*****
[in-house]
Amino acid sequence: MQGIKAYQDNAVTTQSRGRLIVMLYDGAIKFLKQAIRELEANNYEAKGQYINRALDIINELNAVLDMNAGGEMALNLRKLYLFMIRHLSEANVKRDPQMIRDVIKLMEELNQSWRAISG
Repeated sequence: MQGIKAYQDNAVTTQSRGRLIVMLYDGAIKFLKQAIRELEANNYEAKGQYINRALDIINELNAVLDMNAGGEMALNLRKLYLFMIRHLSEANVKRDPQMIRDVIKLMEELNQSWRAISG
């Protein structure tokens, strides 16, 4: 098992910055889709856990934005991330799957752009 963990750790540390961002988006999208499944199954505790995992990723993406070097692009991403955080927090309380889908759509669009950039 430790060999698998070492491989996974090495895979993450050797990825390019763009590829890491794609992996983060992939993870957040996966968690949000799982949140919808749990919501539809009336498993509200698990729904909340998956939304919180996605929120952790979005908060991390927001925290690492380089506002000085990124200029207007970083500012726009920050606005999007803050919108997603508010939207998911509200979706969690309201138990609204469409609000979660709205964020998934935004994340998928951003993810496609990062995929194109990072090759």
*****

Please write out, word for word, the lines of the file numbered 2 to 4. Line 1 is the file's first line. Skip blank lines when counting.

Amino acid sequence: MQGIKAYQDNAVTTQSRGRLIVMLYDGAIKFLKQAIRELEANNYEAKGQYINRALDIINELNAVLDMNAGGEMALNLRKLYLFMIRHLSEANVKRDPQMIRDVIKLMEELNQSWRAISG
Repeated sequence: MQGIKAYQDNAVTTQSRGRLIVMLYDGAIKFLKQAIRELEANNYEAKGQYINRALDIINELNAVLDMNAGGEMALNLRKLYLFMIRHLSEANVKRDPQMIRDVIKLMEELNQSWRAISG
């Protein structure tokens, strides 16, 4: 098992910055889709856990934005991330799957752009 963990750790540390961002988006999208499944199954505790995992990723993406070097692009991403955080927090309380889908759509669009950039 430790060999698998070492491989996974090495895979993450050797990825390019763009590829890491794609992996983060992939993870957040996966968690949000799982949140919808749990919501539809009336498993509200698990729904909340998956939304919180996605929120952790979005908060991390927001925290690492380089506002000085990124200029207007970083500012726009920050606005999007803050919108997603508010939207998911509200979706969690309201138990609204469409609000979660709205964020998934935004994340998928951003993810496609990062995929194109990072090759």